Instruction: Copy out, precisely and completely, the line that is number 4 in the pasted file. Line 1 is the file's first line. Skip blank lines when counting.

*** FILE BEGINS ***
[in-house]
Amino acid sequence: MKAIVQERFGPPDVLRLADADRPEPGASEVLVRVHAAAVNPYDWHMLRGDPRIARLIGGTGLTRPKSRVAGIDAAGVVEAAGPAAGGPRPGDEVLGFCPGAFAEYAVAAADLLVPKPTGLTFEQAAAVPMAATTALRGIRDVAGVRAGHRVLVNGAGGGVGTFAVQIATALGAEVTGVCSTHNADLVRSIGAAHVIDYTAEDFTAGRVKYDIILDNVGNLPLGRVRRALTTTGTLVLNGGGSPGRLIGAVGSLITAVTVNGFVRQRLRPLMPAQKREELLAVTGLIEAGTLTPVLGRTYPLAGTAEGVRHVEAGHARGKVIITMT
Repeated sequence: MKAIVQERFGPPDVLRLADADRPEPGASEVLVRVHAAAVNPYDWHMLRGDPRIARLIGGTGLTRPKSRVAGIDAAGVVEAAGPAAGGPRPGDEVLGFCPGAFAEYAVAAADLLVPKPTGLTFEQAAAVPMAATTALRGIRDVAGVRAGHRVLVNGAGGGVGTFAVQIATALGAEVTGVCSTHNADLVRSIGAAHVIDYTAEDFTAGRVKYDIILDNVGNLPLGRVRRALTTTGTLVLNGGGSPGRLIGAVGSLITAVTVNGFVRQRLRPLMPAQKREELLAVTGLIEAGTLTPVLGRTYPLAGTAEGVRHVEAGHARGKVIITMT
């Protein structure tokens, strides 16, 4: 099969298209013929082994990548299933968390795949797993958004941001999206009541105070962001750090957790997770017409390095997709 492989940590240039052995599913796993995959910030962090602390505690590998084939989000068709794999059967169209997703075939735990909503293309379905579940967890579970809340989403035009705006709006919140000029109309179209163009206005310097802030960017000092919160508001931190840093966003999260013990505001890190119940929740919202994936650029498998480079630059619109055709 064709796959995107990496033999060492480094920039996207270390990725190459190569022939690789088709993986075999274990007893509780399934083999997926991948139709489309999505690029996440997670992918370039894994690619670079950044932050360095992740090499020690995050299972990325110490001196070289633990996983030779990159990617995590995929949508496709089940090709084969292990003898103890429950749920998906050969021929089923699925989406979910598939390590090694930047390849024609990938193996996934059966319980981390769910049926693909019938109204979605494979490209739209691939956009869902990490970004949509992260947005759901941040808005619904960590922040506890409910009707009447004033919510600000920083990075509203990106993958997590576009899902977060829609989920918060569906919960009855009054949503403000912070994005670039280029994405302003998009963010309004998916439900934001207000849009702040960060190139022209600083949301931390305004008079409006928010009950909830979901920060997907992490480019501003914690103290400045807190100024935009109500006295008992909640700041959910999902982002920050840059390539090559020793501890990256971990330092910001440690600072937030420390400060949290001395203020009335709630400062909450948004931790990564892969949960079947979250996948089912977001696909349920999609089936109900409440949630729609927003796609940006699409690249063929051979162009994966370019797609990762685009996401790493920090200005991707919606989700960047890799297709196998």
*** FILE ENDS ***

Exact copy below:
């Protein structure tokens, strides 16, 4: 099969298209013929082994990548299933968390795949797993958004941001999206009541105070962001750090957790997770017409390095997709 492989940590240039052995599913796993995959910030962090602390505690590998084939989000068709794999059967169209997703075939735990909503293309379905579940967890579970809340989403035009705006709006919140000029109309179209163009206005310097802030960017000092919160508001931190840093966003999260013990505001890190119940929740919202994936650029498998480079630059619109055709 064709796959995107990496033999060492480094920039996207270390990725190459190569022939690789088709993986075999274990007893509780399934083999997926991948139709489309999505690029996440997670992918370039894994690619670079950044932050360095992740090499020690995050299972990325110490001196070289633990996983030779990159990617995590995929949508496709089940090709084969292990003898103890429950749920998906050969021929089923699925989406979910598939390590090694930047390849024609990938193996996934059966319980981390769910049926693909019938109204979605494979490209739209691939956009869902990490970004949509992260947005759901941040808005619904960590922040506890409910009707009447004033919510600000920083990075509203990106993958997590576009899902977060829609989920918060569906919960009855009054949503403000912070994005670039280029994405302003998009963010309004998916439900934001207000849009702040960060190139022209600083949301931390305004008079409006928010009950909830979901920060997907992490480019501003914690103290400045807190100024935009109500006295008992909640700041959910999902982002920050840059390539090559020793501890990256971990330092910001440690600072937030420390400060949290001395203020009335709630400062909450948004931790990564892969949960079947979250996948089912977001696909349920999609089936109900409440949630729609927003796609940006699409690249063929051979162009994966370019797609990762685009996401790493920090200005991707919606989700960047890799297709196998």